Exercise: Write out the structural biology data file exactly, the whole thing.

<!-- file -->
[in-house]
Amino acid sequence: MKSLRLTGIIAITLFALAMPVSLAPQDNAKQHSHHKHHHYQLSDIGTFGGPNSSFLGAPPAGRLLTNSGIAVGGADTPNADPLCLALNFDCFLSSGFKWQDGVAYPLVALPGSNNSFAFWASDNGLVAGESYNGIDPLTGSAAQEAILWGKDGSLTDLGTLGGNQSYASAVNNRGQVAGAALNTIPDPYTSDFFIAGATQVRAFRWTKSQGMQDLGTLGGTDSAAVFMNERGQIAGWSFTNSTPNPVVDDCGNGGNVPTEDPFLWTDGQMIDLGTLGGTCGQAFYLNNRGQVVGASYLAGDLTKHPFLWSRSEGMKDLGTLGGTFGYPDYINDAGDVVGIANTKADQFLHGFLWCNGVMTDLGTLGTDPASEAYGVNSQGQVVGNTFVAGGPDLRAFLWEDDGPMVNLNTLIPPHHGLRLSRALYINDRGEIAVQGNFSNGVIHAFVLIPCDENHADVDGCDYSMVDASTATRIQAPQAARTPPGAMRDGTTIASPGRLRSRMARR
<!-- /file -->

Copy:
[in-house]
Amino acid sequence: MKSLRLTGIIAITLFALAMPVSLAPQDNAKQHSHHKHHHYQLSDIGTFGGPNSSFLGAPPAGRLLTNSGIAVGGADTPNADPLCLALNFDCFLSSGFKWQDGVAYPLVALPGSNNSFAFWASDNGLVAGESYNGIDPLTGSAAQEAILWGKDGSLTDLGTLGGNQSYASAVNNRGQVAGAALNTIPDPYTSDFFIAGATQVRAFRWTKSQGMQDLGTLGGTDSAAVFMNERGQIAGWSFTNSTPNPVVDDCGNGGNVPTEDPFLWTDGQMIDLGTLGGTCGQAFYLNNRGQVVGASYLAGDLTKHPFLWSRSEGMKDLGTLGGTFGYPDYINDAGDVVGIANTKADQFLHGFLWCNGVMTDLGTLGTDPASEAYGVNSQGQVVGNTFVAGGPDLRAFLWEDDGPMVNLNTLIPPHHGLRLSRALYINDRGEIAVQGNFSNGVIHAFVLIPCDENHADVDGCDYSMVDASTATRIQAPQAARTPPGAMRDGTTIASPGRLRSRMARR